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Distinguished SOTW Member, Forum Contributor 2012
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Unless you have great hands, don't do anything dramatic without physically consulting a technician. Repairing damage you may do inadvertently will cost more than having the work done by someone good. When modifying your horn, make love, not war...

If you do want to build up the keys, you can start with some simple prototyping by gluing cork to find out if this type of modification suits your needs (and hands). Only then start doing drastic things like bending keys or filing things down...
 

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Distinguished Member, Forum Contributor 2012-2015
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Unless you have great hands, don't do anything dramatic without physically consulting a technician. Repairing damage you may do inadvertently will cost more than having the work done by someone good. When modifying your horn, make love, not war...

If you do want to build up the keys, you can start with some simple prototyping by gluing cork to find out if this type of modification suits your needs (and hands). Only then start doing drastic things like bending keys or filing things down...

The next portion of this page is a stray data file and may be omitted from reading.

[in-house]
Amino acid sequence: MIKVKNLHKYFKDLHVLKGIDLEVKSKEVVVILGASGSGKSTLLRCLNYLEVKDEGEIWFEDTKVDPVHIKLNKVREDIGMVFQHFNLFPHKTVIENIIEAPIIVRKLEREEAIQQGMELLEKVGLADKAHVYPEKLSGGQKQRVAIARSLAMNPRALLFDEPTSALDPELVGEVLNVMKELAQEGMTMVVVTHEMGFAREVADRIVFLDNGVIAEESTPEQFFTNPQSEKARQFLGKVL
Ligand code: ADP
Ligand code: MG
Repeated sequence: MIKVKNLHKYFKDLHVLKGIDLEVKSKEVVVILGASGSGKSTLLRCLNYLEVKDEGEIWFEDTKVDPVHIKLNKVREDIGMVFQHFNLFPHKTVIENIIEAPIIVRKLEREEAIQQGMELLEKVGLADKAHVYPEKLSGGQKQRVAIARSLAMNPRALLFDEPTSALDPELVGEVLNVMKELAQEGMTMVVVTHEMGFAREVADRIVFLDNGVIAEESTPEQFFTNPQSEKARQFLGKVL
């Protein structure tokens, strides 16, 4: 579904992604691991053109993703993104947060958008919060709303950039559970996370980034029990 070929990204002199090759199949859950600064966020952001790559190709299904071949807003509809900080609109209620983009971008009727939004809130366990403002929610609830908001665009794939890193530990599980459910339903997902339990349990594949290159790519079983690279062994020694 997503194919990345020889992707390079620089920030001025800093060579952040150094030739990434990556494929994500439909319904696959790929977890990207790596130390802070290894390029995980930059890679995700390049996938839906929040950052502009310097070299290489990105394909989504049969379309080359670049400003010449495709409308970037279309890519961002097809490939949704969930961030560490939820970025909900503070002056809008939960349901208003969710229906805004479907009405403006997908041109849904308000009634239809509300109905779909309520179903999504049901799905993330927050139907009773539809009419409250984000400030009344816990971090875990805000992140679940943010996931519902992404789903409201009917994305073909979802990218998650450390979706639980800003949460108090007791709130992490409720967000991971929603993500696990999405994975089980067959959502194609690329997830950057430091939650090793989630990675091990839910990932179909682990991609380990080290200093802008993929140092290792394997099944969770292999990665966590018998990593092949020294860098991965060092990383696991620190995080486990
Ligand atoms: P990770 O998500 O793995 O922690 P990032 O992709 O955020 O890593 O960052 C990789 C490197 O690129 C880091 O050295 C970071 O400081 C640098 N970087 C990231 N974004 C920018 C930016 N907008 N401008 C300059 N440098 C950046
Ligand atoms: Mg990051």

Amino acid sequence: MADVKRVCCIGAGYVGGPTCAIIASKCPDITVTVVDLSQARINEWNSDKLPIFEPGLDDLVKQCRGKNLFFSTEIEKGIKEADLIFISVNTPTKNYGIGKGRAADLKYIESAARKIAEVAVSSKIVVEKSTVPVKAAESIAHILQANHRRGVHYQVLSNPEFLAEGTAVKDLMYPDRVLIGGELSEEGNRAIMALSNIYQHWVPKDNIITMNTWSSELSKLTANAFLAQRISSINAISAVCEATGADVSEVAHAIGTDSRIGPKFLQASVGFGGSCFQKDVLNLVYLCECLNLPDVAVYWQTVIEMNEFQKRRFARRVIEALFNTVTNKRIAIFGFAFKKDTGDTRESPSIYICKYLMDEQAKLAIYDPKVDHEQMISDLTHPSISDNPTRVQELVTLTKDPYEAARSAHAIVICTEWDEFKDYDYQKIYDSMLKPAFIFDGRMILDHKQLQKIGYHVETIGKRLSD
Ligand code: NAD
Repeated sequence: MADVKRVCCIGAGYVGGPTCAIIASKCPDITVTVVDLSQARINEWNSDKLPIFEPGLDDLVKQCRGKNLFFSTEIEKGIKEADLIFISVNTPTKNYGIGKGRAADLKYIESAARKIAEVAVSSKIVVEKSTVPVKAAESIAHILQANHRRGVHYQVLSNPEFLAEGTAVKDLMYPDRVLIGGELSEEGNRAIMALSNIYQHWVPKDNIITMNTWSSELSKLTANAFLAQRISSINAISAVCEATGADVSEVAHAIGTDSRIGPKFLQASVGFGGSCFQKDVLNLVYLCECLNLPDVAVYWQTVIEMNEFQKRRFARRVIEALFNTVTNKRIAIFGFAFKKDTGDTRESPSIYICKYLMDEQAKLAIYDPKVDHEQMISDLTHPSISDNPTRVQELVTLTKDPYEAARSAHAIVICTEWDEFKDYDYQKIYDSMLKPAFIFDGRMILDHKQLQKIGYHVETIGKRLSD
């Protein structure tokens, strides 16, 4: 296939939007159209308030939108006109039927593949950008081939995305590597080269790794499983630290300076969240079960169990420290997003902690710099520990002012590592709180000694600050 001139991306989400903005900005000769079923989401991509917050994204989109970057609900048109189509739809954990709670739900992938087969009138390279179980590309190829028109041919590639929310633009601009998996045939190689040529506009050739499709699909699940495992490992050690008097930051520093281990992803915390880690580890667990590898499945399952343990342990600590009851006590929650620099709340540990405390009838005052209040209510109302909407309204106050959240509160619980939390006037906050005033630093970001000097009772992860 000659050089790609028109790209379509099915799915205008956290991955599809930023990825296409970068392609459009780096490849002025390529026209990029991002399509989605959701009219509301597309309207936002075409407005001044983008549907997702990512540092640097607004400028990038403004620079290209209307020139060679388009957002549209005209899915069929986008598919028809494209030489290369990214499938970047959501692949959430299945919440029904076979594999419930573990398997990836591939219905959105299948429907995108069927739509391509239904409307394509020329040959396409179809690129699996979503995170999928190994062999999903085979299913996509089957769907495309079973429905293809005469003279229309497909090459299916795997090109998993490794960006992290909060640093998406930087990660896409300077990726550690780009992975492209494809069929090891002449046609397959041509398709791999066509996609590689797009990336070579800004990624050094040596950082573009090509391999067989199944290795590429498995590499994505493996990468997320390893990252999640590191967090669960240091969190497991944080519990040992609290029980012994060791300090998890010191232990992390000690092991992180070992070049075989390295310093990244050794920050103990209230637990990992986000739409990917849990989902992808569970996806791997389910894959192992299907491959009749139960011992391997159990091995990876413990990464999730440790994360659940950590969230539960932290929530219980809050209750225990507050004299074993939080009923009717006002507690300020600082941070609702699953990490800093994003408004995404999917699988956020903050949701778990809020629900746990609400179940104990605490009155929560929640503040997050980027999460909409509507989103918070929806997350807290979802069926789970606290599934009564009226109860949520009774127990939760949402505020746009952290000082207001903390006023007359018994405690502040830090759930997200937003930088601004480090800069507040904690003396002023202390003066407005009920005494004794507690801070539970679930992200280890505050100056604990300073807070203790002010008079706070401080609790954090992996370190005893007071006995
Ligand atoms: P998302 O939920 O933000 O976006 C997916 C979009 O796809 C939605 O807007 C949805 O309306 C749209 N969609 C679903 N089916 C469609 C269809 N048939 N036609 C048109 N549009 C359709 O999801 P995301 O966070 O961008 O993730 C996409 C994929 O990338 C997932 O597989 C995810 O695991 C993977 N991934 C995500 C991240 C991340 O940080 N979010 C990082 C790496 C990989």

Good advice here.
 

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...or the cheap man's solution:

http://www.doctorsax.biz/musical instruments/saxophones/Selmer/SA80_SerieII_Tenor_N640061/pict08.JPG

Buy a length of latex surgical tubing- the stuff is cheap and widely available at hardware stores. It slides neatly over the side and palm touches, stays put, comes off with nary a mark, cushions clarinet thumbrests, and in short; when coupled with duct tape, super glue, pliers, a screwdriver , and a claw hammer, can solve any problem modern humankind is apt to encounter.
 

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Indistinguishable Resident Buescher Bigot and Foru
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Duct tape.... eh?
 

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The side Bb, C and E touchpieces are generally easy enough to raise - you can often simply pull them up carefully by hand.
Depending on the make of horn, raising the touchpieces may mean the key cups open further - so check first whether there is any cork under or near the touchpieces.
If there is then you will have to increase the thickness of these corks after the bending operation. Most modern horns have the corks further up the keys.
Some horns have corks at both ends of the keys - and raising the touchpieces will render one cork ineffective...which can make the action feel spongier than before.

Another solution is the fitment of risers - these can be bought ready-made, or you can DIY:

http://www.shwoodwind.co.uk/HandyHints/key_risers.htm